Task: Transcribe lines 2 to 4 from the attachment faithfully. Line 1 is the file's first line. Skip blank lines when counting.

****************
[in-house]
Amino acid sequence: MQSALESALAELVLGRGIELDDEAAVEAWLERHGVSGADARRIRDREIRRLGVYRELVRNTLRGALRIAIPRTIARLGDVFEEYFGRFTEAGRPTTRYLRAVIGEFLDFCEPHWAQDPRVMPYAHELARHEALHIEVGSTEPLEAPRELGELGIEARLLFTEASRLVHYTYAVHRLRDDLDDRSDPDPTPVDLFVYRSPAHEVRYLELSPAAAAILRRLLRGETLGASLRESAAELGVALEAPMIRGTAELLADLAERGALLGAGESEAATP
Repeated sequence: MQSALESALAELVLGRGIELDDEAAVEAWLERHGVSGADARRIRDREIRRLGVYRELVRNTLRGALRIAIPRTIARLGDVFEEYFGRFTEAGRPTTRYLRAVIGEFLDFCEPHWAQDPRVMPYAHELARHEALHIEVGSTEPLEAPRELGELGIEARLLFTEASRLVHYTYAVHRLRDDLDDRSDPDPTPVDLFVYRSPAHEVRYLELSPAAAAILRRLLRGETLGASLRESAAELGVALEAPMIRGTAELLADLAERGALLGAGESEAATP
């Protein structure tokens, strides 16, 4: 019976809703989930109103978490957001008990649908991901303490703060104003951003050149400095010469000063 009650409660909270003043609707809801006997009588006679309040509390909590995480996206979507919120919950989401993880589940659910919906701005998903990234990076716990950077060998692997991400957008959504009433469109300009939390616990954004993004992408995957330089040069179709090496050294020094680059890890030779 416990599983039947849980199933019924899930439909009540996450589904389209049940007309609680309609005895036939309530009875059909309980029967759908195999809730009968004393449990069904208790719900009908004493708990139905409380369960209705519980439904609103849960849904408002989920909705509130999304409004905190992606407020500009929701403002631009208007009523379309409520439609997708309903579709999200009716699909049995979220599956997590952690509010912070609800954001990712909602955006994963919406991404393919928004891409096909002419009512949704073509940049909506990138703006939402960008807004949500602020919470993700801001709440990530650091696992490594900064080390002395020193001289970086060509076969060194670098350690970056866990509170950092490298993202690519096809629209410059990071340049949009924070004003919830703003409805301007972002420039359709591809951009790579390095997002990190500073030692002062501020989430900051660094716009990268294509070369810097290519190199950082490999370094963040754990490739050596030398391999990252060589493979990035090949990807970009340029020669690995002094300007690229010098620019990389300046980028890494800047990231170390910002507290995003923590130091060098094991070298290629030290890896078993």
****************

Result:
Amino acid sequence: MQSALESALAELVLGRGIELDDEAAVEAWLERHGVSGADARRIRDREIRRLGVYRELVRNTLRGALRIAIPRTIARLGDVFEEYFGRFTEAGRPTTRYLRAVIGEFLDFCEPHWAQDPRVMPYAHELARHEALHIEVGSTEPLEAPRELGELGIEARLLFTEASRLVHYTYAVHRLRDDLDDRSDPDPTPVDLFVYRSPAHEVRYLELSPAAAAILRRLLRGETLGASLRESAAELGVALEAPMIRGTAELLADLAERGALLGAGESEAATP
Repeated sequence: MQSALESALAELVLGRGIELDDEAAVEAWLERHGVSGADARRIRDREIRRLGVYRELVRNTLRGALRIAIPRTIARLGDVFEEYFGRFTEAGRPTTRYLRAVIGEFLDFCEPHWAQDPRVMPYAHELARHEALHIEVGSTEPLEAPRELGELGIEARLLFTEASRLVHYTYAVHRLRDDLDDRSDPDPTPVDLFVYRSPAHEVRYLELSPAAAAILRRLLRGETLGASLRESAAELGVALEAPMIRGTAELLADLAERGALLGAGESEAATP
């Protein structure tokens, strides 16, 4: 019976809703989930109103978490957001008990649908991901303490703060104003951003050149400095010469000063 009650409660909270003043609707809801006997009588006679309040509390909590995480996206979507919120919950989401993880589940659910919906701005998903990234990076716990950077060998692997991400957008959504009433469109300009939390616990954004993004992408995957330089040069179709090496050294020094680059890890030779 416990599983039947849980199933019924899930439909009540996450589904389209049940007309609680309609005895036939309530009875059909309980029967759908195999809730009968004393449990069904208790719900009908004493708990139905409380369960209705519980439904609103849960849904408002989920909705509130999304409004905190992606407020500009929701403002631009208007009523379309409520439609997708309903579709999200009716699909049995979220599956997590952690509010912070609800954001990712909602955006994963919406991404393919928004891409096909002419009512949704073509940049909506990138703006939402960008807004949500602020919470993700801001709440990530650091696992490594900064080390002395020193001289970086060509076969060194670098350690970056866990509170950092490298993202690519096809629209410059990071340049949009924070004003919830703003409805301007972002420039359709591809951009790579390095997002990190500073030692002062501020989430900051660094716009990268294509070369810097290519190199950082490999370094963040754990490739050596030398391999990252060589493979990035090949990807970009340029020669690995002094300007690229010098620019990389300046980028890494800047990231170390910002507290995003923590130091060098094991070298290629030290890896078993």